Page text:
William Christie was already at the helm of the enchanting production of the Dido and Aeneas de Purcell, by Deborah Warner, presented at the Opéra-Comique in December 2008 – evidenced by the publication of a recording the following year under the FRA Musica label, then on DVD and Blu-Ray by Naxos in 2022. But the wind of the gods has turned: this second collaboration of the founder of Les Arts florissants with a director is short. It must be said that the Madrid choreographer Blanca Li does tons of it, which solicits ad nauseam its six dancers (more or less undressed) in a flurry of movements, most often without any explicit connection to the music, like the many slides streaking the black stage covered with a thin film of water. We say to ourselves that the key to the problem may lie in the fact that a ballet version, without an orchestra, should be created next season.
Little or no acquaintance, therefore, with the dramaturgical plot, which narrates the passionate relationship of the Queen of Carthage and the Trojan hero, who will be summoned by Mercury (in reality a magician attached to the loss of Dido) to get rid of it. going to found the empire of Rome, after the destruction of Carthage. A choreographed prologue first transformed the dancers into players of musical instruments. Perched on columns, like stiff statues packed in crumpled metallic-looking costumes, the three main characters, Dido, her confidante Belinda and Aeneas, deprived of movement, are reduced to archetypes, which are summarily displaced by choristers and dancers. The liveliest part of the show is still the large “matter-light” canvases designed by the German visual artist Evi Keller, vast abstract paintings modulated, gilded and silvered by the moving lights of Caty Olive.
An original bias
The orchestra is on the garden side, on a podium which seems to serve as a raft. A little ridiculous, the erotic interlude between the lovers (still stuck on top of their relay antennas), mimicked in unequivocal dance gestures, amplified by the gasps and groans of the swoon choir. The only surprise will be to have entrusted the role of the Witch to Aeneas himself. A first and an original bias, justifies William Christie, who defends with this choice the unconscious duality of the Trojan prince, a devoted lover reluctantly, diverted from his tragic destiny, and released by an evil being – the one who is at the bottom of him.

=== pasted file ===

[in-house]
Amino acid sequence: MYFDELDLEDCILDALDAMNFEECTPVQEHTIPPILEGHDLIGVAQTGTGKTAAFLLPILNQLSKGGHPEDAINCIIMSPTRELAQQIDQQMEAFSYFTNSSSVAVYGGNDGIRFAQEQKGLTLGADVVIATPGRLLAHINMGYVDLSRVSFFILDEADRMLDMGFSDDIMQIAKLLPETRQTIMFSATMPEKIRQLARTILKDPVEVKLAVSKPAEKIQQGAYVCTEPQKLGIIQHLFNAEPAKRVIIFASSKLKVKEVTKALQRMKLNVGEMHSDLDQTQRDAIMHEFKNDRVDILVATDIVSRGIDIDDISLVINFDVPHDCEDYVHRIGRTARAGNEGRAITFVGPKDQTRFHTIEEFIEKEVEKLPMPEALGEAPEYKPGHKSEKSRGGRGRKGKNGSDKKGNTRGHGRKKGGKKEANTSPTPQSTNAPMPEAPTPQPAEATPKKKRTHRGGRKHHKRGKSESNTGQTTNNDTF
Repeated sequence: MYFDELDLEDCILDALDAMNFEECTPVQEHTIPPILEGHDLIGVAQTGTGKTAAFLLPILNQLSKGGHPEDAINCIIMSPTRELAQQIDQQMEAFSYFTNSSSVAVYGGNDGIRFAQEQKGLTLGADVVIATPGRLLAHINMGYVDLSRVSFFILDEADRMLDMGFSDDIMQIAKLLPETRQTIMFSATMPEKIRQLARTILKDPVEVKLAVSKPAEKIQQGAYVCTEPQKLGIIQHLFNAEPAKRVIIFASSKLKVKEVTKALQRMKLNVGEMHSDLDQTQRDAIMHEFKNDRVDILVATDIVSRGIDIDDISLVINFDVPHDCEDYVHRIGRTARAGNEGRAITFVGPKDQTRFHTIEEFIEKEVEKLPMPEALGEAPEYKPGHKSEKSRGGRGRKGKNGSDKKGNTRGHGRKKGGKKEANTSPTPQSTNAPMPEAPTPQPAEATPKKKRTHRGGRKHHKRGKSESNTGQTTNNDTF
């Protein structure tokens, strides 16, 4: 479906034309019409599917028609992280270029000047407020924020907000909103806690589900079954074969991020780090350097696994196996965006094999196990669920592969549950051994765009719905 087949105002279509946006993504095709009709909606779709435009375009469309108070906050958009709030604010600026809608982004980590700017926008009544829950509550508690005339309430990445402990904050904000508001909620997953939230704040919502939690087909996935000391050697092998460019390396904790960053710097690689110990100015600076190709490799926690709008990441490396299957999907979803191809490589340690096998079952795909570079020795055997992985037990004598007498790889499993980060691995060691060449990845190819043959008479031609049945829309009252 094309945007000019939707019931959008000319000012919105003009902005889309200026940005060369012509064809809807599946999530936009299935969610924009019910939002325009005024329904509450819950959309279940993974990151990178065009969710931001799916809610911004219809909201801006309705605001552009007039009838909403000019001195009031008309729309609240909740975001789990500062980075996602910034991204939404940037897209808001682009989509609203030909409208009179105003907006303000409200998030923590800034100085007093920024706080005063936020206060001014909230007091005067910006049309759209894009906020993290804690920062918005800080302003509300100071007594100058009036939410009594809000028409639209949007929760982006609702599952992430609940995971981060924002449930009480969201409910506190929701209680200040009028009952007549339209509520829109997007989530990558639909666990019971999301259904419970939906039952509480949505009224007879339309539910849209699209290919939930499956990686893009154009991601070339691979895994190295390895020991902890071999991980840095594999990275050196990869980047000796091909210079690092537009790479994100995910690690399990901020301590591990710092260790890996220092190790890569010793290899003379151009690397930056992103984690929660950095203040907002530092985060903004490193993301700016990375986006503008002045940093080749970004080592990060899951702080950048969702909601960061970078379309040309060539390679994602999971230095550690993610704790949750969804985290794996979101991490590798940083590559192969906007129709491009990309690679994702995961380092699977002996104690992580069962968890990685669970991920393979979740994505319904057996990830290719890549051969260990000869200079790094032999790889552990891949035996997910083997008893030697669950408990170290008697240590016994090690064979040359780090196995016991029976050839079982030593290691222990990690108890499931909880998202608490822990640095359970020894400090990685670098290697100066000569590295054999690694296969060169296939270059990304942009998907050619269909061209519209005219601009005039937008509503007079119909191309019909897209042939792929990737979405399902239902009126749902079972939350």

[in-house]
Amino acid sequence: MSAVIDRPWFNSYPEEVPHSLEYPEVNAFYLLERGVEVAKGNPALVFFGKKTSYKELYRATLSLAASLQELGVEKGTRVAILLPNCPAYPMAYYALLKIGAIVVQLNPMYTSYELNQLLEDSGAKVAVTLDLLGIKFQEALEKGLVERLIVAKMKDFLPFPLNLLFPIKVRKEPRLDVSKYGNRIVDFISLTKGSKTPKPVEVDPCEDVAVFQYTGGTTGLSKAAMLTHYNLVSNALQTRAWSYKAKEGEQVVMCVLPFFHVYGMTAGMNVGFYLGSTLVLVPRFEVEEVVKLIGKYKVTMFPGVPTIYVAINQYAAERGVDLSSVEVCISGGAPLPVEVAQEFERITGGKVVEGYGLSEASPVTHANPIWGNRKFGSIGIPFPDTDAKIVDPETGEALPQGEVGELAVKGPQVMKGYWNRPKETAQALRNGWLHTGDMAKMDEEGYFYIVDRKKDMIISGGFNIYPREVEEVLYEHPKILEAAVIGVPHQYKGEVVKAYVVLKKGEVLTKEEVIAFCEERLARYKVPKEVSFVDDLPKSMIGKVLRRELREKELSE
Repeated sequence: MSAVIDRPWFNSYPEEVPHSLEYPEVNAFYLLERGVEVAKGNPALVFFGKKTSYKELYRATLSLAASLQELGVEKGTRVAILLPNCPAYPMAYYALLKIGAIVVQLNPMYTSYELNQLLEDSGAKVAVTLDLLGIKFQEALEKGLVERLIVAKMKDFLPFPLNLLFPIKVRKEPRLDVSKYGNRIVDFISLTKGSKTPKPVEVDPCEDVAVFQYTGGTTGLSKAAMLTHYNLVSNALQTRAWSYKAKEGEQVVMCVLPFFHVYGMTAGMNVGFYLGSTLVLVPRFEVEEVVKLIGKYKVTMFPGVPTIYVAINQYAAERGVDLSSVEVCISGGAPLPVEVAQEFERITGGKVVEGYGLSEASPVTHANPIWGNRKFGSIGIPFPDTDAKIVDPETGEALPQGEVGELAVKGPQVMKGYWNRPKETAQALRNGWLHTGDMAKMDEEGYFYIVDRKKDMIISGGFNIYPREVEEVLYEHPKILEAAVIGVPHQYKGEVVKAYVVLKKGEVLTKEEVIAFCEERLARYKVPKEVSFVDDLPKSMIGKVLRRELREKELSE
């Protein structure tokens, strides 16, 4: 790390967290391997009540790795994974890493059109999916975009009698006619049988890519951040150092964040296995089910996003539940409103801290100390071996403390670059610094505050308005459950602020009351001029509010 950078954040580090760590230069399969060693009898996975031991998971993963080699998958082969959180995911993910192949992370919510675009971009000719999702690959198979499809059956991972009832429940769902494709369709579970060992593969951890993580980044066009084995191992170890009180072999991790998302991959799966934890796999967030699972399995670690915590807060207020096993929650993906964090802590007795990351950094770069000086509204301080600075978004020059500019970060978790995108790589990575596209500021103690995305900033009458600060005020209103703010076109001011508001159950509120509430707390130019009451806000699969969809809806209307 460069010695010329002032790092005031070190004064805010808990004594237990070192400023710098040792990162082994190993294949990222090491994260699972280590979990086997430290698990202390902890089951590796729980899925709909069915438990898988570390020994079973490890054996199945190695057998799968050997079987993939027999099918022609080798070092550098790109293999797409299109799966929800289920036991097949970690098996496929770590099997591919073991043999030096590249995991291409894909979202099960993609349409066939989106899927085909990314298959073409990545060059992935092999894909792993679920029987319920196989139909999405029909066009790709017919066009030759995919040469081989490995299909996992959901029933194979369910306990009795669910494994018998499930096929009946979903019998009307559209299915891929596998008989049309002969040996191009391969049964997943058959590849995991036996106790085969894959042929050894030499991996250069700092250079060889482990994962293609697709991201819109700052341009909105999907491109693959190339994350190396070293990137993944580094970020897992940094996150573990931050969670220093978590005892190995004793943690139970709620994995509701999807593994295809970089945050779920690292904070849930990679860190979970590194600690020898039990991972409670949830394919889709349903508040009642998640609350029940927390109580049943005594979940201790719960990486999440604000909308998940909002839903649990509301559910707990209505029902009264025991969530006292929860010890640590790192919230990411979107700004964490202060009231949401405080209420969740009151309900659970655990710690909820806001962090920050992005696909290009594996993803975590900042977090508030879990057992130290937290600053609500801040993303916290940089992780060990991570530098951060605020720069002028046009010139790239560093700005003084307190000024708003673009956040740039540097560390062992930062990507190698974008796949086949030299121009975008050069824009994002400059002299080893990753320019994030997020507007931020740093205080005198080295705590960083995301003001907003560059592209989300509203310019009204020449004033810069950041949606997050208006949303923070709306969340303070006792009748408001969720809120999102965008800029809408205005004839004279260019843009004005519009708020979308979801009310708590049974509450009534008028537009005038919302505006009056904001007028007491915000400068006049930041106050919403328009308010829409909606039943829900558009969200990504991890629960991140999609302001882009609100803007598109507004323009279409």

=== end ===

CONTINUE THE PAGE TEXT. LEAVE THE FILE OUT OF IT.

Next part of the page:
Nothing obvious for the ear and the understanding, when, instead of a woman’s timbre with sardonic imprecations and sarcastic sneers, the baritone of Renato Dolcini gets carried away, obviously more credible in Aeneas, even if the ‘one would have hoped for more marked violence and despair in his farewell to Dido (difficult, it is true, to be both sincere and deceitful). Faced with this monster, in the literal sense, Helen Charlston’s expressive and quivering Dido charms and moves, a rich voice with an opulent timbre, whose line is of unadorned nobility. At his side, the luminous soprano of Ana Vieira Leite, Belinda all in nuances, whose prosody is adorned with delicacy in emotion.
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